2010 Pontiac G6 Problems
RepairPal has identified the most common problems with the 2010 Pontiac G6 as reported by actual vehicle owners. We'll tell you what the problem is and what it'll take to fix it.Refine by vehicle
Various issues with the electric power steering system may develop and could require replacement of steering column assembly.
The 30amp high speed cooling fan fuse may blow due to high start up loads associated with the high speed cooling fan motor. Our technicians tell us the high speed cooling fan wiring and fuse should be upgraded to a 40amp circuit to correct this concern. The fan wiring MUST be upgraded along with the fuse to handle the increased current flow.
Vehicles with a 3.5L or 3.9L V6 engine may develop an engine oil leak from the front crankshaft seal. Our technicians tell us a revised front crankshaft seal is available to correct this concern.
Various electrical issues may be caused by poor terminal contact at the body control module (BCM) electrical connectors. Proper diagnoses will be required to confirm faults are related to poor BCM connections.
Illumination of the Check Engine Light can be caused by a loose or worn gas cap.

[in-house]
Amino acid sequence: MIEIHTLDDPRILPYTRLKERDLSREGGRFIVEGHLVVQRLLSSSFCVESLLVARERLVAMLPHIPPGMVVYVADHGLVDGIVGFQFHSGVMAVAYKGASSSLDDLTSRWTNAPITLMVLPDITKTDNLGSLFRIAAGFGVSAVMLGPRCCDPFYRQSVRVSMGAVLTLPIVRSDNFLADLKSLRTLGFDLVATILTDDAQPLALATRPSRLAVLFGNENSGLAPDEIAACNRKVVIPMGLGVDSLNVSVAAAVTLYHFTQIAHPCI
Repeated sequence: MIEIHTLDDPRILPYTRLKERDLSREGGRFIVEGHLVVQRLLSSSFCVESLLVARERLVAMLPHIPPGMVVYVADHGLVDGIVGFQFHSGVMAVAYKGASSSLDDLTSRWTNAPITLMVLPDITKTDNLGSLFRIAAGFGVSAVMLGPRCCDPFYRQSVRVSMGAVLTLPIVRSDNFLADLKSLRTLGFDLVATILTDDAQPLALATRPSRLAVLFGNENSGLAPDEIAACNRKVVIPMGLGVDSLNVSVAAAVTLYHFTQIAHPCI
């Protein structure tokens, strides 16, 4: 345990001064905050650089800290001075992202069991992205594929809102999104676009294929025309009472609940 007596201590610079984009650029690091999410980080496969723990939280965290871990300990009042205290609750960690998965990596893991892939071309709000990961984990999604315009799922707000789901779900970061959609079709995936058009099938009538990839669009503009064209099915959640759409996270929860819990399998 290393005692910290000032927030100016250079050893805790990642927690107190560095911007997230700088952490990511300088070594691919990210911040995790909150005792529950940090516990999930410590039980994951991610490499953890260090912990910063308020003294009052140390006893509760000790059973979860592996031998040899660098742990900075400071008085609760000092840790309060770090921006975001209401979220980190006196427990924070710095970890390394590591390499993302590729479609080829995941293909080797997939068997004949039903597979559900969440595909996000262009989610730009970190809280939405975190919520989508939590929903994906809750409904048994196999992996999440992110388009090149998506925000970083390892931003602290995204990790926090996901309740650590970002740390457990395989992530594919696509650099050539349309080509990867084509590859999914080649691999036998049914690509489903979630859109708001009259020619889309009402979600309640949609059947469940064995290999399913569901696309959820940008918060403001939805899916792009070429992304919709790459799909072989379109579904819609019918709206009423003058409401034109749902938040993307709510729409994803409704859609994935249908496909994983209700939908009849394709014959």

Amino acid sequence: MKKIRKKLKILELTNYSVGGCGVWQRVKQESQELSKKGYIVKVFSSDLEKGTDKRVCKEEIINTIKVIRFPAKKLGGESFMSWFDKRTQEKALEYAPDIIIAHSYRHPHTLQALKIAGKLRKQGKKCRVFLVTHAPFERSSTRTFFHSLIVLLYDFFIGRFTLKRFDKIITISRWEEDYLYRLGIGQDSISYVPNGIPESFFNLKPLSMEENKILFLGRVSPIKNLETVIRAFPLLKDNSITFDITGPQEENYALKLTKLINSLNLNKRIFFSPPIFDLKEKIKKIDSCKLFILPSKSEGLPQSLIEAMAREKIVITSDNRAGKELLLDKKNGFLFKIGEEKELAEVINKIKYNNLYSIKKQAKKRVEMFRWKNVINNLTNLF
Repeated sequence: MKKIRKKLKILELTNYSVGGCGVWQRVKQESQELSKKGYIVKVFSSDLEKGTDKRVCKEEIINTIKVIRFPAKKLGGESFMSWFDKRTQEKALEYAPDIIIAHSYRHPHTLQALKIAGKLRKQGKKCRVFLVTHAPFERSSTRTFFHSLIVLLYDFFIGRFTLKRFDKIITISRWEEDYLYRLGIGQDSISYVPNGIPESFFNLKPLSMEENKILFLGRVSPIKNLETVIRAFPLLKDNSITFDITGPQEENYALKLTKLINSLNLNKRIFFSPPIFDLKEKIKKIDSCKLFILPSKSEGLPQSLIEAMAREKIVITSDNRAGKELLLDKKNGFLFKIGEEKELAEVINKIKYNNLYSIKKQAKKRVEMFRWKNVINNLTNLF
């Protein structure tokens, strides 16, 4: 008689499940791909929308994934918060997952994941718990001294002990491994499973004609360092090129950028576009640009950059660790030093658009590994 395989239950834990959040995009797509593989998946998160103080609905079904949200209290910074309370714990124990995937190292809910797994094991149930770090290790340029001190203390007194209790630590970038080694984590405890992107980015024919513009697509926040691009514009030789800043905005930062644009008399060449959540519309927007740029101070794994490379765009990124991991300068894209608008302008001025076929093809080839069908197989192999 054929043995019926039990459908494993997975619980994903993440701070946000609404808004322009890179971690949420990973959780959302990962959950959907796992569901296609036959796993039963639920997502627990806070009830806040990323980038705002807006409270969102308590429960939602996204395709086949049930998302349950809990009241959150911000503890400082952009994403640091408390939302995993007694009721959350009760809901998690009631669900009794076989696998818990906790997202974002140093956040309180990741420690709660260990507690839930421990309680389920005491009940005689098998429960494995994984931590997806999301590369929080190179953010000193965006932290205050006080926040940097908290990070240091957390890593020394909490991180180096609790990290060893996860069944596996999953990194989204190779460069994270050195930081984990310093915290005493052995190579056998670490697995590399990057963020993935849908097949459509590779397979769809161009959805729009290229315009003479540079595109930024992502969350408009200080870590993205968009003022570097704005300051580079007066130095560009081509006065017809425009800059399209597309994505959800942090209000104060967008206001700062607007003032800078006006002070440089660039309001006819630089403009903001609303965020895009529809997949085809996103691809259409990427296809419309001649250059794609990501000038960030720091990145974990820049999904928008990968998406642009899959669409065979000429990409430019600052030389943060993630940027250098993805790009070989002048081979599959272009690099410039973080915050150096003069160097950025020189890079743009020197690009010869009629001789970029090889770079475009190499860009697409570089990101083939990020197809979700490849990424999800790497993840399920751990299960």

Vehicles with a 6speed automatic transmission may develop one or more of the following faults related to a broken 35R clutch wave plate inside the transmission: Illumination of the Check Engine Light with code P0716, P0776, P0717, P0777, P2714, P2715, and/or P02723, loss of reverse gear, slipping or harsh 3rd or 5th gear shift. Removal and dis-assembly of the transmission will be required to replace the broken 35R wave plate. It is also extremely important that all debris from the failed part be cleaned from the transmission while it is disassembled in order to try and prevent future problems.
The fuel gauge may not read correctly and/or the Check Engine Light may illuminate with code P0455/P0461 stored for a fuel level sensor issue. These faults may be caused by a fuel vapor line inside the fuel take interfering with the fuel level sensor. If this is found to be the case, repositioned and securing the vapor line should correct this concern. If no fault is found with the fuel vapor line, the fuel level sensor itself may be at fault.